Wayne expects to see the program through to fruition in the next eight years.

Posted in h. Where are they now? | 2 Comments »

Where are they now?

Posted by rmcclub on 6th March 2011

Master’s Thesis Oral Examination

Examen oral de thèse de maîtrise

Electrical and Computer Engineering Department

Département de génie électrique et de génie informatique

Capt Matt Cossaboom

Supervisor/Superviseur: Dr. Aboelmagd Noureldin

Time/ Heure: 14:30hrs/14h30

Monday/ Lundi 21 March / mars 2011

Location / Endroit Swing Space 4200


Intégration du GPS avec les systèmes de navigation inertielle par un filtre de Kalman augmenté avec la corrélation de cartes pour les véhicules terrestres

Dans le domaine de la navigation, il y a une demand croissante d’applications de positionnement et de navigation à faible coût, telles les systèmes de navigation de véhicule terrestre et les systèmes de navigation de soldat débarqué. Au plan mondial, le GPS (Global Position System) est fréquemment utilisé pour une multitude d’applications. C’est un système fiable sauf dans les canyons urbains et les tunnels, ou les signaux satellites sont bloqués ou brouillés par l’effet des trajets multiples créant ainsi une panne du GPS. C’est là que l’intégration du GPS avec une INS (Inertial Navigation System) à base de systèmes microélectromécaniques (MEMS) devient utile. La méthode d’intégration traditionnelle est l’utilisation du filtre de Kalman (FK). Dans cette méthode, le FK prédit les erreurs de position et de vitesse de l’INS pendant la panne du GPS; ces erreurs sont ensuite soustraites à la sortie de l’INS pour ainsi avoir une information précise de la position et de la vitesse données par l’INS.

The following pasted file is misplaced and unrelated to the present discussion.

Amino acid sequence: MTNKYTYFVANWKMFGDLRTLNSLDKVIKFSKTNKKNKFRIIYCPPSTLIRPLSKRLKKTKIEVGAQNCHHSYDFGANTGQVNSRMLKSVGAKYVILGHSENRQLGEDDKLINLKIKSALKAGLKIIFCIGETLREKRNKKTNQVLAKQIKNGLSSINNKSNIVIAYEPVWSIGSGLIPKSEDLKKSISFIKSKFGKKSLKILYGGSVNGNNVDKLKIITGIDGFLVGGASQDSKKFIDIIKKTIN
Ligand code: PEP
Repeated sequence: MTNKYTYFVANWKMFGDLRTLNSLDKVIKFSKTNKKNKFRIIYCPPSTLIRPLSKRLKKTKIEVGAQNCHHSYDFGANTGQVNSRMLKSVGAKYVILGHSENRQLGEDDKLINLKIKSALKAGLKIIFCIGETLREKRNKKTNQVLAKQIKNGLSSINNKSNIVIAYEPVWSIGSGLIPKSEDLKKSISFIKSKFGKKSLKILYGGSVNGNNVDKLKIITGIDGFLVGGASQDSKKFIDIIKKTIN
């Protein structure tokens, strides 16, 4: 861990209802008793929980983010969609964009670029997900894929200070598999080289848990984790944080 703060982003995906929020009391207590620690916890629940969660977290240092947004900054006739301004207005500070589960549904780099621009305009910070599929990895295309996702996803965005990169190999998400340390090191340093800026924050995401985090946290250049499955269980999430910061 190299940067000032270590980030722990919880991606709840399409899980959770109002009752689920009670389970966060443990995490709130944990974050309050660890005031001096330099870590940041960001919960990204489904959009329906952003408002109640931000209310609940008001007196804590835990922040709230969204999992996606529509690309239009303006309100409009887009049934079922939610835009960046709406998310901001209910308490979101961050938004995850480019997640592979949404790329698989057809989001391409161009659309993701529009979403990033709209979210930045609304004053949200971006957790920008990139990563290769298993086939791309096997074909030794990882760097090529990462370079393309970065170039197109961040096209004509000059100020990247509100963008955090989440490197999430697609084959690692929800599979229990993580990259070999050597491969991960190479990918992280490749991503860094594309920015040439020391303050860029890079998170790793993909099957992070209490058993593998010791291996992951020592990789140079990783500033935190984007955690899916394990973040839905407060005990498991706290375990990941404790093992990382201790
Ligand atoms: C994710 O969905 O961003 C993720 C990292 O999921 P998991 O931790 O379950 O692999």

Le FK utilise un modèle linéarisé du système et possède plusieurs limitations. Le FK nécessite un modèle stochastiques des erreurs des capteurs inertiels et une connaissance apriori de la covariance des données de l’INS et du GPS. De plus, la méthode du FK génère des divergences durant une panne du GPS à cause des approximations faites lors de la linéarisation; ce problème est accentué lorsque l’on utilise des INS à base MEMS. Ainsi, les erreurs de position et de vitesse de l’INS ont la possibilité de croître considérablement; d’ou la croissance récente de l’attention apportée au développement de méthode alternative d’intégration INS/GPS – tous ayant comme but commun de réduire l’impact des facteurs limitant du FK et d’améliorer la précision du positionnement lors de longue panne du GPS. Plusieurs approches récentes ont été proposées pour l’intégration INS/GPS. Soit qu’elles remplacent totalement le FK, tels le filtrage particulaire et l’intelligence artificielle; soit qu’elles augmentent le FK pour améliorer sa perfomance, tels les réseaux de neurones et les modules neuro-flous.